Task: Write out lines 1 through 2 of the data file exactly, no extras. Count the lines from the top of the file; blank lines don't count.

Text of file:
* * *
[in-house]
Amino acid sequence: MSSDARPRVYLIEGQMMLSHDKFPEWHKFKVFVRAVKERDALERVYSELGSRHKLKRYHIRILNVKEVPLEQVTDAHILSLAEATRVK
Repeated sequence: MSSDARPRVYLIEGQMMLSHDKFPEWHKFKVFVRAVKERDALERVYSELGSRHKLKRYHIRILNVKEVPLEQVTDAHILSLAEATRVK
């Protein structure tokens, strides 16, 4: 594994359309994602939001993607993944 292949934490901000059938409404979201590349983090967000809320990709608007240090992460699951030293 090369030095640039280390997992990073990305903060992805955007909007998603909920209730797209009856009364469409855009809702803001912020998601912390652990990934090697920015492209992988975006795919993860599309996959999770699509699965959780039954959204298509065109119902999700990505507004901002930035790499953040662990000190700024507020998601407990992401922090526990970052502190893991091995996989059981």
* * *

[in-house]
Amino acid sequence: MSSDARPRVYLIEGQMMLSHDKFPEWHKFKVFVRAVKERDALERVYSELGSRHKLKRYHIRILNVKEVPLEQVTDAHILSLAEATRVK